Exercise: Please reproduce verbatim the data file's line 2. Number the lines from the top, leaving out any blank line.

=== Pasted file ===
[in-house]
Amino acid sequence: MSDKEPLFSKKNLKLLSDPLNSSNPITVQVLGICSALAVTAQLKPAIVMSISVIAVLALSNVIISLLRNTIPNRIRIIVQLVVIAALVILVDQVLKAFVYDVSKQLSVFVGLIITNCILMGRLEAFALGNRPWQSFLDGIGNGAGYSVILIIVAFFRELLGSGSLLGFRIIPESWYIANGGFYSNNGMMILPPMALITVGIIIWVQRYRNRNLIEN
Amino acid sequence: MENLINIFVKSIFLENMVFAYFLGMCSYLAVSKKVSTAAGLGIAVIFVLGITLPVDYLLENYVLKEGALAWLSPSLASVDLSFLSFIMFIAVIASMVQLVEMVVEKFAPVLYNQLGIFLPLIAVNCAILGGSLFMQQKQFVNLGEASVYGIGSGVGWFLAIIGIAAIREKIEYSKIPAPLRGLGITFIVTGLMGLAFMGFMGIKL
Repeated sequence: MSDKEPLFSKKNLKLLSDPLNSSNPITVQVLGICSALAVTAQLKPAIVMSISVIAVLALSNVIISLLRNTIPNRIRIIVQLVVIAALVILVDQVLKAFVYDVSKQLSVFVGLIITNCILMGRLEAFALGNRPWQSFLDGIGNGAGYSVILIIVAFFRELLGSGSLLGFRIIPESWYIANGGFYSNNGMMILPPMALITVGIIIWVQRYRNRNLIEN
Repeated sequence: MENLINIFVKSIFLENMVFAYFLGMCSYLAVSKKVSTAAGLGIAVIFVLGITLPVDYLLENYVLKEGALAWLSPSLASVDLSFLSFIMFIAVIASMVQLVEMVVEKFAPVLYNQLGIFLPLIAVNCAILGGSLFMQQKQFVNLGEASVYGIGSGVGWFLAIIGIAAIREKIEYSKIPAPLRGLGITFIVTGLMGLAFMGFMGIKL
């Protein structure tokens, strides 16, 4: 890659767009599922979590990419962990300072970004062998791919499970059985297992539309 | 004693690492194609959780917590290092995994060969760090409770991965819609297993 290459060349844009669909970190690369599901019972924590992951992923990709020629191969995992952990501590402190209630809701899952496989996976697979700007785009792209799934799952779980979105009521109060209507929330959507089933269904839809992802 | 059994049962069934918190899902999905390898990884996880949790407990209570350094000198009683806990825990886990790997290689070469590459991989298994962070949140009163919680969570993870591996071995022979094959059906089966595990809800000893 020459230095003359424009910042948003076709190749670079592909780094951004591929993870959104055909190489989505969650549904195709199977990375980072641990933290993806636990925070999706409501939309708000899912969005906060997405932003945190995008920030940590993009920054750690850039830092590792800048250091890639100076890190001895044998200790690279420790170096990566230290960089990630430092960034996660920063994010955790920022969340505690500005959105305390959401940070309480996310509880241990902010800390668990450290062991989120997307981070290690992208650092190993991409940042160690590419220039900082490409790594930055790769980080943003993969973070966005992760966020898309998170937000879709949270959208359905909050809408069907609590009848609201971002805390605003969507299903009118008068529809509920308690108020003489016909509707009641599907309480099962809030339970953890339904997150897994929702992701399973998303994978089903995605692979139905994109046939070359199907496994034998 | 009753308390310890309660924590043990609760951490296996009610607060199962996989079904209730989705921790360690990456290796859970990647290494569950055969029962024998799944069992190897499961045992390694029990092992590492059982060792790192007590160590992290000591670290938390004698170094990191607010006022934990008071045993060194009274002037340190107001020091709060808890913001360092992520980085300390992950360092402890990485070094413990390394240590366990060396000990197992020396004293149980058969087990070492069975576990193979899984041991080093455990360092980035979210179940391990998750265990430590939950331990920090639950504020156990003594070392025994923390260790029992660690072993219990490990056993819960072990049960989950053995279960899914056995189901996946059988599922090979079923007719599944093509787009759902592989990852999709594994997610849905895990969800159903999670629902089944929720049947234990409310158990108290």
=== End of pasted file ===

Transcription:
Amino acid sequence: MSDKEPLFSKKNLKLLSDPLNSSNPITVQVLGICSALAVTAQLKPAIVMSISVIAVLALSNVIISLLRNTIPNRIRIIVQLVVIAALVILVDQVLKAFVYDVSKQLSVFVGLIITNCILMGRLEAFALGNRPWQSFLDGIGNGAGYSVILIIVAFFRELLGSGSLLGFRIIPESWYIANGGFYSNNGMMILPPMALITVGIIIWVQRYRNRNLIEN